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Childhood Obesity: It takes a village

physical-effects-of-childhood-obesityOn July 26th, 2013  I went to the University of Rochester with Dr. April Luehmann. We went to Helen Wood Hall to go to a meeting that introduced Mr. Carlos Cotto, who is the Executive Director of Health, Physical Education and Athletics for the Rochester City School District. Dr.Steve Cook , who’s the Associate Professor in the Department of Pediatrics at the U of R Medical Center has also studied childhood obesity. Lastly, Ms.Heidi Burke focused on childhood healthy weight issues. These professional talked about issues of obesity that Rochester as a community is facing. The room wasn’t filled up but there was a good amount of people and you could tell they were interested in what was said at the meeting.

Heidi went first, she mainly pointed out that Rochester alone has a problem with unhealthy food habits and people who are trying new strategies to try and help bring healthier food habits into the lives of children. They are focusing on kids in the city of Rochester ages 4-10 year old (they used to include 2& 3 year olds, but they have decided to narrow their focus to ages 4-10). They did some research and talked to Dr. Cook and the community and everyone agreed that their strategies for healthy lifestyles are looking good. I like when Heidi said, “We realize the issue is not going to be solved overnight, it’s not going to be solved next week and it’s probably not going to be solved in 5 or 10 years but we have to stick with it.” To me she’s saying that even though it may take years before a difference happens we can’t give up as a community. Heidi says, “Parents are really the voice that make things happen at the schools and at the district level that’s who the schools and districts need to listen to.” I agree 100% with that statement, parents’ voices need to be heard at every school and the district needs to take it into consideration.

Carlos was next. In his presentation he said, “It is difficult for schools to achieve their primary mission of education if students and staff are not healthy” which I believe is true. How are we able to teach at a standard level when staff and students in the class aren’t healthy? Their steps to success are to create a wellness team at every school with members from staff all through the school and most importantly the voices of students.  He says, “It’s hard to educate  school students on health.” I agree with that as well, most students may hear what is being said about staying healthy but only very few are really listening and that’s the problem with our society today. I got a chance to ask him questions after the meeting was over. One of  the questions I thought was really cool was the healthy highway which is geared more towards elementary students. The healthy highway is a system of labeling foods with the colors red, yellow and green.Green represents the healthy things you should eat, yellow represents the foods you shouldn’t eat, and red represents the foods that are unhealthy for you. I think all schools should have a system of labeling foods because it may encourage kids to make the right choices and stay on green foods instead of red or yellow foods. I learned that when eating a big mac from McDonalds and trying to work off what you ate calorie wise you won’t burn off the big mac in one day. If you exercise at a fast pace you burn 485 calories in a hour, but a big mac is more around 500 or more calories!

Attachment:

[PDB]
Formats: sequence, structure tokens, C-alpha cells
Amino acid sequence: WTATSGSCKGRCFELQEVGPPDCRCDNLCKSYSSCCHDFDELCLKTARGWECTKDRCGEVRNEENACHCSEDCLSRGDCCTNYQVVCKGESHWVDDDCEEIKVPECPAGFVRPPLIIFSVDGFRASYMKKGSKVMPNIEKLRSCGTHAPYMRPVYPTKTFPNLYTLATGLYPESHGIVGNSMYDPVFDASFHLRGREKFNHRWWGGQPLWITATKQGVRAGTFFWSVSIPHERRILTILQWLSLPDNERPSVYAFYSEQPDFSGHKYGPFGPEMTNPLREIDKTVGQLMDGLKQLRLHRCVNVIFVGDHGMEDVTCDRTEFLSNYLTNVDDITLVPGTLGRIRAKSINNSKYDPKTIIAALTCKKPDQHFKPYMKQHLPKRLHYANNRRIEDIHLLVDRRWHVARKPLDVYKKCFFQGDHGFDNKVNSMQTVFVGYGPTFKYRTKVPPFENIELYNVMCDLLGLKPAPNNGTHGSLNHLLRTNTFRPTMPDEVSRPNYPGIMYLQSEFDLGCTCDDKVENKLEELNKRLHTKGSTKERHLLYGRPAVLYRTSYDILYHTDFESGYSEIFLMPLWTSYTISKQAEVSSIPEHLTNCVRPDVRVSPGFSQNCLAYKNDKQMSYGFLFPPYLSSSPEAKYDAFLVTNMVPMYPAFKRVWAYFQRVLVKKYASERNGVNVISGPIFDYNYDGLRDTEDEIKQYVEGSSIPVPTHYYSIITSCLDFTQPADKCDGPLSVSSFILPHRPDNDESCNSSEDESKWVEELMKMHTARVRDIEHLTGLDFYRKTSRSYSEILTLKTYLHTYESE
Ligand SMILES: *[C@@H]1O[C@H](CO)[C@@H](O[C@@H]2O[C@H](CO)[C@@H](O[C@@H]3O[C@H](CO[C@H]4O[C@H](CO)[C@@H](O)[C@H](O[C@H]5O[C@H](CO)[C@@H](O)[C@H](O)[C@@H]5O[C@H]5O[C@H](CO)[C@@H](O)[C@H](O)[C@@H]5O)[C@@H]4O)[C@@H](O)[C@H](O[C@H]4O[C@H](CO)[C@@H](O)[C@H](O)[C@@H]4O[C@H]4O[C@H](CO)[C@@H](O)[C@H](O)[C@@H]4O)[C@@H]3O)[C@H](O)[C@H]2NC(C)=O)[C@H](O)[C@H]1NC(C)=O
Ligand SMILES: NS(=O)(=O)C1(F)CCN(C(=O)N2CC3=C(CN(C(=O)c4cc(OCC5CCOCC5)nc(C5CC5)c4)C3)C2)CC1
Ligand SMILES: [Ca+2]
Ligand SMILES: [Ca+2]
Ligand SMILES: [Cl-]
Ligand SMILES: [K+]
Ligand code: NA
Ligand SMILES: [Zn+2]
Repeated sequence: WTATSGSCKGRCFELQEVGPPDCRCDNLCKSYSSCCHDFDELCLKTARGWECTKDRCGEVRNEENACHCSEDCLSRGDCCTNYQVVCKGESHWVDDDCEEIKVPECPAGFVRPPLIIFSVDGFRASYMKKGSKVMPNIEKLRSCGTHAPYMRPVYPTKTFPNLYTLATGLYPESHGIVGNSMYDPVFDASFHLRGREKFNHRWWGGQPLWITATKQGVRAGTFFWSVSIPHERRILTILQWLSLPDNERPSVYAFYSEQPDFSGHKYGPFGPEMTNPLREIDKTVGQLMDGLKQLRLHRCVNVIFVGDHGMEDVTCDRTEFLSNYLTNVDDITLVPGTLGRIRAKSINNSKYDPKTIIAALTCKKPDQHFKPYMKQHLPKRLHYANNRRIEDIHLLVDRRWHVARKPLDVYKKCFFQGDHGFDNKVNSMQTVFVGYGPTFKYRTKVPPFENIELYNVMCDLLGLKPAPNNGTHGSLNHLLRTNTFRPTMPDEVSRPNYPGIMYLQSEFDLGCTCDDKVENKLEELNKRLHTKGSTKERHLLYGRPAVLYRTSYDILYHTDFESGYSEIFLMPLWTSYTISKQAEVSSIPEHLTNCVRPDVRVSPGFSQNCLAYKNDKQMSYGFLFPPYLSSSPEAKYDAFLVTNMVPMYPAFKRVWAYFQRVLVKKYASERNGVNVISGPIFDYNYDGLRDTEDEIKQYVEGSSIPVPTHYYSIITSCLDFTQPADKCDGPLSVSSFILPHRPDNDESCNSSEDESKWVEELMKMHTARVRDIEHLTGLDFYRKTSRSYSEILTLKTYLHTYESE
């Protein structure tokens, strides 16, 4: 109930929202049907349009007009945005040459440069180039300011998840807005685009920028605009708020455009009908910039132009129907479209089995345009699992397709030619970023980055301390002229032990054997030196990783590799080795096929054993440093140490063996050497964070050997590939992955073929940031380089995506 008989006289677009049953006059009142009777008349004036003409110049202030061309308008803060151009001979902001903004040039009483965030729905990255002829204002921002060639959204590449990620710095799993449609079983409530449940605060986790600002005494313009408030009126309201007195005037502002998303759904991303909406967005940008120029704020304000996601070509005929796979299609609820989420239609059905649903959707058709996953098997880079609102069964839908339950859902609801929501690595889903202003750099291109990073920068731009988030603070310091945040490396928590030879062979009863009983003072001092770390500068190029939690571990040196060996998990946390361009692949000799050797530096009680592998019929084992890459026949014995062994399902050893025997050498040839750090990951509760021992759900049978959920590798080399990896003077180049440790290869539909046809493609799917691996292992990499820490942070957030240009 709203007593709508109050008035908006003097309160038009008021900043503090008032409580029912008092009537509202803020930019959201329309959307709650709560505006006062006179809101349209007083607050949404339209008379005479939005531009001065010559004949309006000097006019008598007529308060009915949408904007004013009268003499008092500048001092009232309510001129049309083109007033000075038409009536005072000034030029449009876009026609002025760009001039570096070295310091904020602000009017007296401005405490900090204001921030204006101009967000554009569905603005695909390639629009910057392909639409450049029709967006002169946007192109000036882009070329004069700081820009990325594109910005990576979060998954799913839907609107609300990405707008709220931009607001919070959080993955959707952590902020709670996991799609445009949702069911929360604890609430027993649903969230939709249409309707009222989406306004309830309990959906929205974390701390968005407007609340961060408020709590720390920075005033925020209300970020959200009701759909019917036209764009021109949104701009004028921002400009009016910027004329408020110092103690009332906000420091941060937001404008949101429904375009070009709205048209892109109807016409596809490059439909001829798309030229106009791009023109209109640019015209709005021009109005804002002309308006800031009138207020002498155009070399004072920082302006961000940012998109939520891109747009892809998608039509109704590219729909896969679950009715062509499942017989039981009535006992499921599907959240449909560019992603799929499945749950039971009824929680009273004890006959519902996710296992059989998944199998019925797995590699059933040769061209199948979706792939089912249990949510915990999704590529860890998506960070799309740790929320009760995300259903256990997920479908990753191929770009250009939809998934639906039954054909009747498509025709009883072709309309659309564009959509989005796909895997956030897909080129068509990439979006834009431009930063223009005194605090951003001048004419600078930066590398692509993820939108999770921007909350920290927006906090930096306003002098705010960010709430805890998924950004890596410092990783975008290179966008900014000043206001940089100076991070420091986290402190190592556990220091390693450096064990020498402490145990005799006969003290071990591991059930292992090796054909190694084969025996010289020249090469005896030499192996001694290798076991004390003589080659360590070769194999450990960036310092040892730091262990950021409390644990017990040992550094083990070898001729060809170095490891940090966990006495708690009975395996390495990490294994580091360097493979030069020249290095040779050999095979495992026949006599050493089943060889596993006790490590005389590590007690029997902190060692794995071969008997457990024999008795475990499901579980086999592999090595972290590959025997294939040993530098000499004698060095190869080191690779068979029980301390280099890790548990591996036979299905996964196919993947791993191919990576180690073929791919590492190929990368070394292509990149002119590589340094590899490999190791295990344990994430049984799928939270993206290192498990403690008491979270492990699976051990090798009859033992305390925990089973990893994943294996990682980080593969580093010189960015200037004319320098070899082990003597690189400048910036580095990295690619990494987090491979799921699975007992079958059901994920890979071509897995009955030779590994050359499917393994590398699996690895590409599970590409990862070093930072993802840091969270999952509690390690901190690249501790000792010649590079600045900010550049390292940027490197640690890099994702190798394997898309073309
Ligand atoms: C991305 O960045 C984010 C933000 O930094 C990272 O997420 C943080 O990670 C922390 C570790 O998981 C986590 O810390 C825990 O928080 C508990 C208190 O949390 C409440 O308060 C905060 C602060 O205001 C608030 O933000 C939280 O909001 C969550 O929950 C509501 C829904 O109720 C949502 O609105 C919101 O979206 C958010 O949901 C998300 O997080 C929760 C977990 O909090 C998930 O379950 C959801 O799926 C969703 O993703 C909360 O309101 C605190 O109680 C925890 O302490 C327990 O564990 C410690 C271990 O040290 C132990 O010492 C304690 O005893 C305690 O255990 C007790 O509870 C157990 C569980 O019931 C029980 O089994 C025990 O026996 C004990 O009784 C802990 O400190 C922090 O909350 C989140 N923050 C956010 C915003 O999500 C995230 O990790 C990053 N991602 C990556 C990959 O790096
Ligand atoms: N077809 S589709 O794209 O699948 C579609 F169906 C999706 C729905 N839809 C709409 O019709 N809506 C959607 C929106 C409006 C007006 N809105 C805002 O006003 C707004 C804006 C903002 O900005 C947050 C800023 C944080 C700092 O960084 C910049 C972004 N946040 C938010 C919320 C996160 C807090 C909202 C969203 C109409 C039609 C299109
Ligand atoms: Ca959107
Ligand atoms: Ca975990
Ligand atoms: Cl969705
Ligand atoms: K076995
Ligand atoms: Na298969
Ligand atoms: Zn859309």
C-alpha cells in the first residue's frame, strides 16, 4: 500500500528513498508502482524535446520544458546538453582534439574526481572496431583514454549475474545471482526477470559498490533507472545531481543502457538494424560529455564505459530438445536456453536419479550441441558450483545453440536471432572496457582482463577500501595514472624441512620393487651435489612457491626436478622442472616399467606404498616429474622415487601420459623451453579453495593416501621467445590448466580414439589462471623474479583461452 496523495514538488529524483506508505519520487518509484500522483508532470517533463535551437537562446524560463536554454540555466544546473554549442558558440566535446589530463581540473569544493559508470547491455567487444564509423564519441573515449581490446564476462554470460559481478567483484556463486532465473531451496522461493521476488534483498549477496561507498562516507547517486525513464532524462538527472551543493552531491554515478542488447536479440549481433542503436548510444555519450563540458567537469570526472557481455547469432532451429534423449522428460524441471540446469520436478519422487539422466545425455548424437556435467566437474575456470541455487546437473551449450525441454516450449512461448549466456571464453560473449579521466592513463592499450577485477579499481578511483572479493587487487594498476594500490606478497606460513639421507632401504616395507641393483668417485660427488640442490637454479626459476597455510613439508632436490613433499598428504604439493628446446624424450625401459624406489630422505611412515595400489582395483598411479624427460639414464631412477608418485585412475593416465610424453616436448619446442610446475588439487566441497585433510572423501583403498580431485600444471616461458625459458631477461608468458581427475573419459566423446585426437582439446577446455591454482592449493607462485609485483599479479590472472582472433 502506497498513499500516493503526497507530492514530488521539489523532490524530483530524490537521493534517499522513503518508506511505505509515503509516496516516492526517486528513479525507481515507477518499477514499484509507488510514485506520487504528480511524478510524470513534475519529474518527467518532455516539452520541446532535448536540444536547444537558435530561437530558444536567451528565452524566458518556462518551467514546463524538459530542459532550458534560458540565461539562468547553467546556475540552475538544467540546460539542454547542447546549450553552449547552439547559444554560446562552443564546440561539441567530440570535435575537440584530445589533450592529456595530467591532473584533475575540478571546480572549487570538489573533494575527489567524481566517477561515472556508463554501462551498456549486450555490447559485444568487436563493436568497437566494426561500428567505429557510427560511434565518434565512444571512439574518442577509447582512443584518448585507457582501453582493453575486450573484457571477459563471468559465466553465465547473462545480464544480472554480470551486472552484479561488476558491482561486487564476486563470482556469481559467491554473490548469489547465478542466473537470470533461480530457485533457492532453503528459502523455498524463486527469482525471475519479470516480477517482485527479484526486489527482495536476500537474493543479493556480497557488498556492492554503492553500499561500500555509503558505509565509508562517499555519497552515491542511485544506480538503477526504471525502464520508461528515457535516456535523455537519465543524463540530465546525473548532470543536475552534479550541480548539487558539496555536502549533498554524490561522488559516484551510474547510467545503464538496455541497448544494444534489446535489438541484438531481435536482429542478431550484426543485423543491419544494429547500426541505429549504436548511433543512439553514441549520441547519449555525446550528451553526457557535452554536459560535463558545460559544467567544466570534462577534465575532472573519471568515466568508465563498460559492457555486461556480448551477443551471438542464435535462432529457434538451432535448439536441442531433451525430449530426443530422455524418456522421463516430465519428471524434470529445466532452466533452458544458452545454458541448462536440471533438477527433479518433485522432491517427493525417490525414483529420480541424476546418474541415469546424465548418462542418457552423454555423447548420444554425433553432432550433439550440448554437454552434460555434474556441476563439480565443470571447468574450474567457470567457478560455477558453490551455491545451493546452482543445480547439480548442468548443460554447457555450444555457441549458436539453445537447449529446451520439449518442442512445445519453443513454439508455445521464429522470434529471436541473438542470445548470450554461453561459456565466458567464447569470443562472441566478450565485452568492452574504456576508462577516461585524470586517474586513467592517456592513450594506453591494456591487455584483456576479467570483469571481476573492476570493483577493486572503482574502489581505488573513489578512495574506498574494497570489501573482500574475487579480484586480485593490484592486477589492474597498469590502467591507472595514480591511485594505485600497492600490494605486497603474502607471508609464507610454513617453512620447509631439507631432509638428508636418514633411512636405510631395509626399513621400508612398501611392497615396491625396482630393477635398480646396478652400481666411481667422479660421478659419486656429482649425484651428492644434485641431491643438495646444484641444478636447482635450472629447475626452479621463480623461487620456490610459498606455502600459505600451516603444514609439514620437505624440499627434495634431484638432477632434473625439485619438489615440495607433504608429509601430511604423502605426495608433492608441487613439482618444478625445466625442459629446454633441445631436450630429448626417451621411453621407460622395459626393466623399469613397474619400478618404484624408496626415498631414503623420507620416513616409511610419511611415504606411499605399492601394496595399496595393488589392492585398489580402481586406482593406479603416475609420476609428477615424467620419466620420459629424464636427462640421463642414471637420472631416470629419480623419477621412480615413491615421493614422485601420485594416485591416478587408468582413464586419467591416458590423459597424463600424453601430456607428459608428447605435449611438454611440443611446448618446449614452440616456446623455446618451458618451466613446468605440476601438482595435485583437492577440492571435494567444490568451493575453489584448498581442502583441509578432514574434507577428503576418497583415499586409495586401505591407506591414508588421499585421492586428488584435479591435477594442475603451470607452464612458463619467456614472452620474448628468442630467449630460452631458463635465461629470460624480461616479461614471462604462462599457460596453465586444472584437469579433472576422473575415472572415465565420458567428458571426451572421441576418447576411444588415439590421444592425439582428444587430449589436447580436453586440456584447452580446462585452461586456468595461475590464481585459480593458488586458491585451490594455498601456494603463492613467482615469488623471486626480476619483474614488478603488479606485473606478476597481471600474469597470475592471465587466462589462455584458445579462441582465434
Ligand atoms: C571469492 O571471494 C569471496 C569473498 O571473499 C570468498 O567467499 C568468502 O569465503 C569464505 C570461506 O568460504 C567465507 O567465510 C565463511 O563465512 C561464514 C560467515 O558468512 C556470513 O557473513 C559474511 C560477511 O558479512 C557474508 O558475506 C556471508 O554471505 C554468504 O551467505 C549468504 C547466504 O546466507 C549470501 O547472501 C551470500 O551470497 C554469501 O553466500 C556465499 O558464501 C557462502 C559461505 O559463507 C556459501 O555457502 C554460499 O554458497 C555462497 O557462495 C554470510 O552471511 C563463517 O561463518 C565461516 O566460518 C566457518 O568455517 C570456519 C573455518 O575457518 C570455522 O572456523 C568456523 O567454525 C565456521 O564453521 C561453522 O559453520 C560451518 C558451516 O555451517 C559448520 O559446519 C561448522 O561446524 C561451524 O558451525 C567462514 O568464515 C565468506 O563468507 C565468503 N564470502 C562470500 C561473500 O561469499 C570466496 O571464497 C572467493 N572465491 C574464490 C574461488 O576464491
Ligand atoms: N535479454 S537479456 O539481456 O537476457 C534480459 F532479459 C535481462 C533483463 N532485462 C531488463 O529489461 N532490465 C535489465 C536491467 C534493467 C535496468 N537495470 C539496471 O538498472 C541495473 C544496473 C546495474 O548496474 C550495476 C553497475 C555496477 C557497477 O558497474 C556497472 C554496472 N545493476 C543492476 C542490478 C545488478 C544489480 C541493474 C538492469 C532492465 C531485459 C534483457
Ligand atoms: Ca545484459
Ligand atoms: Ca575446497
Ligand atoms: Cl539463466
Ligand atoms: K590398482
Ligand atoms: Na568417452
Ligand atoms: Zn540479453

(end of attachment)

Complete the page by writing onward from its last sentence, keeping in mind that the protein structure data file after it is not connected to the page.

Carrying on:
Lastly to speak was Dr. Cook. He pointed out that Rochester alone has a major amount of people who are obese. They are trying to bring Recreation on the Move to the doctors offices to keep kids active while waiting to be called in instead of sitting and watching TV while waiting. The YMCAs are also partnering with DASH-NY on all this work. A quote from the stigma of childhood obesity “The lot of fat children is a sad one. They are bashful and ashamed of their shapeless figures, yet unable to conceal them. Wherever they go they attract attention. Obesity is a serious handicap in the social life of a child, even more so of a teenager. Obesity does not have the dignity of other diseases.” I personally agree and disagree with this quote, yes as a overweight person myself I am sad about it but no I don’t feel that I am shapeless because im bigger then some people. When I go places I don’t attract attention and I don’t feel that because I am overweight that makes me handicap. I may have taken this quote a different way then it was meant, so please comment with your opinion on this quote.